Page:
“We have the science and technology to solve our problems; we simply need the right perspective to give us the will to solve them”.

    Actually, the right perspective may not necessarily be subservient to science and technology.

    In Richard Bach’s novella, Jonathan Livingston Seagull‘s teacher
    Chiang, takes him beyond his previous learning, teaching him how to move instantaneously to anywhere else in the Universe. The secret, Chiang says, is to “begin by knowing that you have already arrived…”

    This speaks to intentionality: when one’s individual perception of self in complenely extinguinhed (Buddhism) or the individual self is completely subsumed into the universal Self (non-dualist Hinduism) or the soul has merged into its Source (Kabbalah), then there is no longer an individual will: all action is non-volitional action. This does not imply simple reflexive action: even the most deeply thoughtful and judicious decision is then non-volitional.

    Before enlightenment, chop wood, carry water; after enlightenment, chop wood carry water. But in the latter case it is non-volitional, although seemingly a minor quibble, having an import greater than the difference between night and day.

    “Que sera sera” indeed.

  • Kevin Moore Says:
    January 21st, 2011 at 2:18 pm


    ‘always trying to find some logic as to why we as a species have progressed towards polluted, destructive greed while examples of balance and reverence were stamped out’

    Unfortunately it always comes back to ‘selfish genes’ (Dawkins). For most of humanity’s existence acquiring more stuff, killing off competing species, exploiting species that could be tamed, and in many cases exploiting people, led to increased food supply, a lower mortality rate (increased biological success) and therefore an increasing prevalence of ‘selfish genes’.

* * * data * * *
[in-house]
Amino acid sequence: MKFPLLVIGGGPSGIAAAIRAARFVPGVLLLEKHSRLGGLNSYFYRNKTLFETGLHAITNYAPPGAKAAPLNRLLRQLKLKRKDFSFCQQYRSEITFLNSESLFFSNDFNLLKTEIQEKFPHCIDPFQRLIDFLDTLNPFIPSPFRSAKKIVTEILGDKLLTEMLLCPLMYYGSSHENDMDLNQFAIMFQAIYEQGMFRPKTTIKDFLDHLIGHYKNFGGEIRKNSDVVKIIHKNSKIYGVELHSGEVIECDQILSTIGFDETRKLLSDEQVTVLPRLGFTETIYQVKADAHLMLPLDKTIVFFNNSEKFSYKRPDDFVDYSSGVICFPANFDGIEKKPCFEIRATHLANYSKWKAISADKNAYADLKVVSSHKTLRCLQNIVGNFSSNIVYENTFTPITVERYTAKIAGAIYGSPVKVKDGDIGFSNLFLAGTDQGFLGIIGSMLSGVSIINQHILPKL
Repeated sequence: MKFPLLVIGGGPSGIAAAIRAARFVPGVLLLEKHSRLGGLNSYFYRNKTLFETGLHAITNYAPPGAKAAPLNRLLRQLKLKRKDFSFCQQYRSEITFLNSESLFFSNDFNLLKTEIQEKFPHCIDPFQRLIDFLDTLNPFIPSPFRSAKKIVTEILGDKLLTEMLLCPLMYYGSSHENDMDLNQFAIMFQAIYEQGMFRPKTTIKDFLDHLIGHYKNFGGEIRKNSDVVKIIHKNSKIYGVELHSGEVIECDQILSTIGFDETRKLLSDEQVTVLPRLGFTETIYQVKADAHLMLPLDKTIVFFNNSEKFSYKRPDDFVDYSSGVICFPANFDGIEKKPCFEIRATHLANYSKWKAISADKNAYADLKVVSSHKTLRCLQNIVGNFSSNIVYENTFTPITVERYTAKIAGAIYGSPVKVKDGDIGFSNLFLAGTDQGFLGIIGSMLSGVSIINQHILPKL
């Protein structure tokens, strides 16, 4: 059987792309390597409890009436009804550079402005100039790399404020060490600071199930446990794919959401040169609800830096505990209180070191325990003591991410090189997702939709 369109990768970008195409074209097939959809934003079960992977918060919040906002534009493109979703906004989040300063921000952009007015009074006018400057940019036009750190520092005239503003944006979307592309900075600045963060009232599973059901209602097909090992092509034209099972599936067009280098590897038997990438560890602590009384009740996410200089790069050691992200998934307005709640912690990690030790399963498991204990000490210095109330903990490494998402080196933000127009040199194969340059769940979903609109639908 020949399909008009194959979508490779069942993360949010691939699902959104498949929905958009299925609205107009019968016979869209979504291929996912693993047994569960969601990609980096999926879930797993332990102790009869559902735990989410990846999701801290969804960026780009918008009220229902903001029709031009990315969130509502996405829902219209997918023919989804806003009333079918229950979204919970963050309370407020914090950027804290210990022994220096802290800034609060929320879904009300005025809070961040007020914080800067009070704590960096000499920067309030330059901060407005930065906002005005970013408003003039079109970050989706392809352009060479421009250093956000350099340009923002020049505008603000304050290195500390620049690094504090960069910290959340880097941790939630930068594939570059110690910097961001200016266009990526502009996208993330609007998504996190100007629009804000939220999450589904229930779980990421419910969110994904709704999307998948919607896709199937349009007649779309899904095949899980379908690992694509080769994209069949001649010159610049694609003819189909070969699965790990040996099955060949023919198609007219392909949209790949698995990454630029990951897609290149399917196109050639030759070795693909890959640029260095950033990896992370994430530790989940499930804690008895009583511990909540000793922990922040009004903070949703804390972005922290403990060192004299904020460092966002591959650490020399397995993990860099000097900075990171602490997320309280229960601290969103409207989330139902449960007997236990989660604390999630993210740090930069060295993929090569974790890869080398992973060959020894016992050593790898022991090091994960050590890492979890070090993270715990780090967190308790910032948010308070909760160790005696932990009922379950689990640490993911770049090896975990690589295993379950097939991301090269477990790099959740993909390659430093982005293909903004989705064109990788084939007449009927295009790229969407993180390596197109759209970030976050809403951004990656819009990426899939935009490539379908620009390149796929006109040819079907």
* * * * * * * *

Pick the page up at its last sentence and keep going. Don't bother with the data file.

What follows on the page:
imo u have a great talent for synthesizing information and summarizing it succinctly in very simple, easy to understand statements, kevin. certainly ‘selfish genes’ have much, perhaps most, of responsibility for our ‘reptilian’ leadership, and what u say strikes me as perfectly reasonable and correct. but i think it’s only part of the story.

    a curious (surreal?!) relationship i think has developed between the smartest and the most powerful, clearly 2 mostly separate, distinct groups of people. in acquiring power (selfish genes at work) in ever more ruthless manners (or perhaps at some point long ago in what would become the dominant human society/culture, sheer ruthlessness became the norm for elite rulers), and in exercising it in ever more manipulative and subtle ways, those at the top had/have almost everyone below in the hierarchy by the balls, to use a common vulgar american slang term referring to any social relationship in which one side has virtually all the power. unfortunately, many smart people with dominant ‘selfish genes’ outside of elite circles learned how valuable, in a myopically selfish way, it could be to ingratiate themselves to those in power. the conclusion i’m trying to reach here is that intellect to a great degree has been harnessed to serve rather stupid, greedy, short sighted and limited purposes. perhaps for many it’s harnessed relatively early in childhood, via indoctrination to dominant dogma.

    the flip side to this ‘selfish gene’ theory relates to genetic selection for the vast majority at the base of the socio-economic pyramid. if ruthless rulers and sycophantic intellectuals seek to exploit ‘the masses’, this suggests that some sort of selective breeding mechanism is at work in favor of the most exploitable (aka ‘sheeple’?). a deficit of critical/independent thinking ability. selective breeding towards creating a population of easily manipulated authority worshippers.